16. 16. ROTTERDAM CCS NETWORK PROJECT - Case study on ‘lessons learnt’In the following Chapter, the plan of research is described and the relationship between theinnovation management framework and the narrative (‘spectacles’) perspective is furtherexplained. Page 16 of 22
  17. 17. ROTTERDAM CCS NETWORK PROJECT - Case study on ‘lessons learnt’3. PLAN OF THE RESEARCHThe research plan can be divided into four main activities: 1. reconstruction; 2. exchange; 3. enrichment; and 4. completion.The first step, ‘reconstruction’, will deliver an interim report on the outcomes of the analysisdescribed in the previous chapter. The interim results are the starting point of the secondphase, i.e. an interactive and iterative phase, in which the project team will test the outcomeswith similar projects in other regions. These ‘exchange’ and ‘enrichment’ phases consist of twokey activities: hands-on workshops with CCS project proponents and additional research tocover iteratively what we have learnt in those workshops. In the figure below, you will find anoverview of the case study plan, including a first estimate of the planned dates. The mainelements of the research plan – i.e. reconstruction, enrichment and completion – will bedescribed in more detail below.3.1. RECONSTRUCTIONThe research itself will start with the reconstruction phase. In this phase the chronology andthe story lines are established and the analysis on the strengths and weaknesses of theRotterdam CCS Network project is carried out. The Innovation Management framework comeswith a methodological analytical tool: i.e. event history analysis. This tool will be used for datacollection and will deliver an event database and a factual storyline.In an event history analysis one will first map all events related to the case being studied.These events will be put in an event database. Every event that influences the development ofthe Project has a relation to a specific part of the innovation system. Some examples: posingclear and quantitative goals for CO2-emission reduction or CCS deployment, as is the case inthe Rotterdam Project, influences the expectation of parties and gives guidance to theinnovation process (Function 4). Participation of companies like E.On, Vopak and AnthonyVeder indicate that entrepreneurs see interesting business opportunities in the development ofCCS projects. Each event will thus be linked to one (or more) of the seven functions identifiedin the Innovation Management framework. In the database each event will also containinformation on the organisations involved. Page 17 of 22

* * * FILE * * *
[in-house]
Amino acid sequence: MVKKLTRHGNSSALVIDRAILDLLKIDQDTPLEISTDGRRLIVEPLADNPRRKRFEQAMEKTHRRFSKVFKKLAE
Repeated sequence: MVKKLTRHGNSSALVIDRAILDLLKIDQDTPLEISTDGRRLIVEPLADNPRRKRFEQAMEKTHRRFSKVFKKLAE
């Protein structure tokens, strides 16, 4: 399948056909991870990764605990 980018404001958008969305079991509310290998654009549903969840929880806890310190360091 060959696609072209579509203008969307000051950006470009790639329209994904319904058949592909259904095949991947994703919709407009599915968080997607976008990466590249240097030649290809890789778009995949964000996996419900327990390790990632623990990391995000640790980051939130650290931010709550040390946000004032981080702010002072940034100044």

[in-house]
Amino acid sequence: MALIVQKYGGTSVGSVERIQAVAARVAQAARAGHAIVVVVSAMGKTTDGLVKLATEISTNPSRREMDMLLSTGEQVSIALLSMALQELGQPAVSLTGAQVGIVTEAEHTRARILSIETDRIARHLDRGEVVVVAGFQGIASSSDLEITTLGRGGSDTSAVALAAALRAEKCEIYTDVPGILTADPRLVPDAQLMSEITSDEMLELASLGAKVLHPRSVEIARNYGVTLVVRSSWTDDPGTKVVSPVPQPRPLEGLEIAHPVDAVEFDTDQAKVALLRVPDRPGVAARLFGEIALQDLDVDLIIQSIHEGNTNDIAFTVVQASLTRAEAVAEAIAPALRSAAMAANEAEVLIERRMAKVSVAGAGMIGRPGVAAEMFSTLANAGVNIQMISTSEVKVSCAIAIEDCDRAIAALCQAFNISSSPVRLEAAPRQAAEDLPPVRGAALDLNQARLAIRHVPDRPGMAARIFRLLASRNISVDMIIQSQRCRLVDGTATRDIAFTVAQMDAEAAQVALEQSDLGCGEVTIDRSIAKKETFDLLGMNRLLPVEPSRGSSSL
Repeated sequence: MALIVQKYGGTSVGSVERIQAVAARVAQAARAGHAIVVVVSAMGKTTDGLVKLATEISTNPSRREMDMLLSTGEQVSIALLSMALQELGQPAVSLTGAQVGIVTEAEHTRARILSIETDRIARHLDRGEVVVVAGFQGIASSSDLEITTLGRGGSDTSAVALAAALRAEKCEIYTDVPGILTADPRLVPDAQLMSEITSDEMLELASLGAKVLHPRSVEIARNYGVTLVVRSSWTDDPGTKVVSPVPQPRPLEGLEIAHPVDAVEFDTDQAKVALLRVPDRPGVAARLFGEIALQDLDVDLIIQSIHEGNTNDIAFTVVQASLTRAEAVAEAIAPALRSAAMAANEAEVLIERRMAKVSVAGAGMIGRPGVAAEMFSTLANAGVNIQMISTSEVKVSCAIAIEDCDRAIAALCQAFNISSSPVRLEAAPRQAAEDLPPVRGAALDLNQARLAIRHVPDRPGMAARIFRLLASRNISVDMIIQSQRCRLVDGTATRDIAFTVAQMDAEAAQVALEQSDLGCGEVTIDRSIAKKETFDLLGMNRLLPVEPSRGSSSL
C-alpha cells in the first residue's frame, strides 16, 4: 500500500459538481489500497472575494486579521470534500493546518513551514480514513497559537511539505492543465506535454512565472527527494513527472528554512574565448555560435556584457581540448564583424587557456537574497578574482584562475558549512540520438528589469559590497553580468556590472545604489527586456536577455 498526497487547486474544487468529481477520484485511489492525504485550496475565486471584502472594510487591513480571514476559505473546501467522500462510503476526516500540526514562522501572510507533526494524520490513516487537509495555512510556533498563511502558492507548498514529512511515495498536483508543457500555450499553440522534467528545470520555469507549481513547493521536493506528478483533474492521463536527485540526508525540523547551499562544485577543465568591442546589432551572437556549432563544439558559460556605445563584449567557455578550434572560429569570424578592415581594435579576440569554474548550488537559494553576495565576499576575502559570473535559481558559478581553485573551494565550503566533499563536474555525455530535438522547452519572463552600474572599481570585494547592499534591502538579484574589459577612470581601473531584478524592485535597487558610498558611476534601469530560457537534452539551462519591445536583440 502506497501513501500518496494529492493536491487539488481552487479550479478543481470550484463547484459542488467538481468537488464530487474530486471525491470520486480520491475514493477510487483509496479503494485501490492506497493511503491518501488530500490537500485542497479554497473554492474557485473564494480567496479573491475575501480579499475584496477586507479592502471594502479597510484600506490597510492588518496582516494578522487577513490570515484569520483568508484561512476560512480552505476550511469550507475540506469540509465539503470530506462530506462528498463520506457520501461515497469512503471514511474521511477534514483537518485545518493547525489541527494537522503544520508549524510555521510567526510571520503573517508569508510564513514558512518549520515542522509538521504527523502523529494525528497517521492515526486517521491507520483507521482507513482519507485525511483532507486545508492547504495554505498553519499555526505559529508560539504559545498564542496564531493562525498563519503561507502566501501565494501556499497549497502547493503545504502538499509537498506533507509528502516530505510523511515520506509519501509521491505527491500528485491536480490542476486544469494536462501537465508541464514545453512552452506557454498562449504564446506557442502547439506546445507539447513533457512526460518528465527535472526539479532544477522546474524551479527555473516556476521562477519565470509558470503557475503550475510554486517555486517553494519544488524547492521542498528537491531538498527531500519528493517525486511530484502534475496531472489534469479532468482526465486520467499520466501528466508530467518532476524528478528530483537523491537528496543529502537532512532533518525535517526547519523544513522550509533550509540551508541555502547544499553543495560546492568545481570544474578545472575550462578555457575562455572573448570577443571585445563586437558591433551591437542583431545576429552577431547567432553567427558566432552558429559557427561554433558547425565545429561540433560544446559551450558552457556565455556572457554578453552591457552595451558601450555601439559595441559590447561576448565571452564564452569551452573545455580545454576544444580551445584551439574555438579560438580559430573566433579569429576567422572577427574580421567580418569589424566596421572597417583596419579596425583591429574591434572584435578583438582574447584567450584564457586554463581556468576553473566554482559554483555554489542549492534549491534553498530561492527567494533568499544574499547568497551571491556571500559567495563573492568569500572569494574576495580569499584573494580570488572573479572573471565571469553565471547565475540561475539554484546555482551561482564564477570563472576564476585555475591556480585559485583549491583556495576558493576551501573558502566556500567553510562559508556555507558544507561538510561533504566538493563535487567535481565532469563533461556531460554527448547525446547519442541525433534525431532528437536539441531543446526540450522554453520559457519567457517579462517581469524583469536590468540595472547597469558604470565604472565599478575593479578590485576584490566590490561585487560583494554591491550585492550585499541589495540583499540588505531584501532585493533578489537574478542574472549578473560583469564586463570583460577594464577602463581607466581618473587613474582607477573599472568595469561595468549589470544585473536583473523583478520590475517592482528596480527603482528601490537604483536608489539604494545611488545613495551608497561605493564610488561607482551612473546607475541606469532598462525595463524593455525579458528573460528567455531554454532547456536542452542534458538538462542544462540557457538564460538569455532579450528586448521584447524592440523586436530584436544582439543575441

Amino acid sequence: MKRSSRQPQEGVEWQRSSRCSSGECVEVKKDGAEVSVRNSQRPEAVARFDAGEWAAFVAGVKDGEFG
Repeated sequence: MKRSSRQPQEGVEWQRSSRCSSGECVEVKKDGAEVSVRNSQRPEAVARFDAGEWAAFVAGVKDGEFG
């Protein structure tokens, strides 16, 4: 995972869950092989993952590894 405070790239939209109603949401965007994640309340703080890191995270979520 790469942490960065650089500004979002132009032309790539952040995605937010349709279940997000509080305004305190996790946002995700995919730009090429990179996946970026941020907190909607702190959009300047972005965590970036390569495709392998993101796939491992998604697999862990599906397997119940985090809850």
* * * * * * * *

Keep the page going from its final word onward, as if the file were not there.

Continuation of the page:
18. 18. ROTTERDAM CCS NETWORK PROJECT - Case study on ‘lessons learnt’The next step is to order these events chronologically and to validate this storyline with thepeople involved in the project. After this first round of interviews a story around the line ofevents can be created. This narrative would point at the important events and delivers someform of causal relation between the events. Based on the storyline, the development of theseven functions can also be evaluated, resulting in an overview of well-developed and less-developed functions: a map of the (functional) strengths and weaknesses of the project.Once insight is created in the historical development of the project and the strengths andweaknesses of the project are identified in terms of the fulfilment of system functions, the goalis to evaluate the factual storyline with the narrative perspective and to test the results ininterviews with stakeholders.The first step for this evaluation is to couple the four spectators of the narrative perspective,i.e. the entrepreneur, the network organiser, the policy maker and the politician – to the IMfunctions. What type of events influence their behaviour and how will this occur? Thespectacles have many similarities with the IM functions. The entrepreneur, for instance, has ahigh interest in Function 1: entrepreneurial activity and the availability of funds fordemonstration projects (Function 6: resource mobilisation).By using these profiles to evaluate the factual storyline, you will achieve an impression of whatthe key events are, according to a certain type of audience, the main relationships of eventsand also the main strengths and weaknesses of the Project. In fact, the interviews with some‘real’ and involved spectators will add an extra dimension to the evaluation: they can verify theinterim results and also phrase alternate descriptions of key event and lessons learnt. In short,this results in an evaluation of the factual storyline from the different perspectives.The data collection for the reconstruction phase of the case study exists of three parts: 1. Document analysis – chronology and analysis of events based on internal RCI documents. 2. Media analysis – chronology and analysis of events of media attention for the Rotterdam project. 3. Interviews – with those directly involved in the Rotterdam Network Project and with outsiders.These three parts are described in more detail below.3.1.1. Document analysisThe analysis of the documents starts with the archives of RCI. Additionally, the documentsshould be ordered chronologically, possibly also in hardcopy. This activity determines whichessential confidential documents are missing in the archives and if possible access to theseneeds to be arranged. A solid register of the documents and cross-references is aprerequisite. A digital spreadsheet is used for that registry. This database will be analysedaccording to the Event History Analysis outlined above.This phase of the analysis will be parallel to the first round of interviews. The results of andquestions from the document analysis have to be mirrored by the findings of the interviews(and vice versa).The document analysis will result in a summary report.3.1.2. Media analysisThe goal of this activity is to get a clear picture of what the media report on the RotterdamCCS Network project (particularly newspapers) and what can be deduced from those reportsabout the strength and weaknesses of the Project. The analysis starts with acquiring thedatabases and media logs that already are operational within the Dutch national researchprogram (CATO) and within the RCI. This data is supplemented by a survey of the LexisNexis Page 18 of 22